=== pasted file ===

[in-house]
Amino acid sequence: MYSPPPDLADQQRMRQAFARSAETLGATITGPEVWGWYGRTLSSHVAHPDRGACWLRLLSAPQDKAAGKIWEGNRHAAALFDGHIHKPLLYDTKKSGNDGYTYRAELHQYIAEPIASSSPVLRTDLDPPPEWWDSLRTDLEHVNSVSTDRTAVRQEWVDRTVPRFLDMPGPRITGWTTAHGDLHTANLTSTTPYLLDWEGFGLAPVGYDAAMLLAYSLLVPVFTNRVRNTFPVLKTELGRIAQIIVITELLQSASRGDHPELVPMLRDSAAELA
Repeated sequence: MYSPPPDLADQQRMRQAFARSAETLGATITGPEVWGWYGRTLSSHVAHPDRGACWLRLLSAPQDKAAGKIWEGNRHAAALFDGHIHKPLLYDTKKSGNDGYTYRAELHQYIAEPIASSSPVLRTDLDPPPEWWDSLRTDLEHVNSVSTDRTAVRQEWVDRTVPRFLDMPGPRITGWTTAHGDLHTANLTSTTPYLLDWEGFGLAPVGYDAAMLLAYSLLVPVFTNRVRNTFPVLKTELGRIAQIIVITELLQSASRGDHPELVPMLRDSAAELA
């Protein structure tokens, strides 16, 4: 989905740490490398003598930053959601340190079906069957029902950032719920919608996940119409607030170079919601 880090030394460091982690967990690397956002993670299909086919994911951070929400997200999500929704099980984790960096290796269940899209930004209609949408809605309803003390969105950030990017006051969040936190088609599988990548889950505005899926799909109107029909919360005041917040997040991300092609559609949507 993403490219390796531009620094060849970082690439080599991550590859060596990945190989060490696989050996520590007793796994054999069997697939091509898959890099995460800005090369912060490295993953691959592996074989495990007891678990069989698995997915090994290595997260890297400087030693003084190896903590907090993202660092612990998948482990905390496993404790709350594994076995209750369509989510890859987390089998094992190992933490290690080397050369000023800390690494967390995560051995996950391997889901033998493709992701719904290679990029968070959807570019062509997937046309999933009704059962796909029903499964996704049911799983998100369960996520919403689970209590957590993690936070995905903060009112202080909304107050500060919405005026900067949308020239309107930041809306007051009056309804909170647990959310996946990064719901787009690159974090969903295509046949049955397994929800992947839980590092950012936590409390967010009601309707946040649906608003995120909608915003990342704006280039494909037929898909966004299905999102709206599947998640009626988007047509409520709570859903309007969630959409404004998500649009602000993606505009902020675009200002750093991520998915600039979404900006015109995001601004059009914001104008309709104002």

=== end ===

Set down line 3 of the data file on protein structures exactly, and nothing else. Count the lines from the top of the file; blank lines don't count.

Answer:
Repeated sequence: MYSPPPDLADQQRMRQAFARSAETLGATITGPEVWGWYGRTLSSHVAHPDRGACWLRLLSAPQDKAAGKIWEGNRHAAALFDGHIHKPLLYDTKKSGNDGYTYRAELHQYIAEPIASSSPVLRTDLDPPPEWWDSLRTDLEHVNSVSTDRTAVRQEWVDRTVPRFLDMPGPRITGWTTAHGDLHTANLTSTTPYLLDWEGFGLAPVGYDAAMLLAYSLLVPVFTNRVRNTFPVLKTELGRIAQIIVITELLQSASRGDHPELVPMLRDSAAELA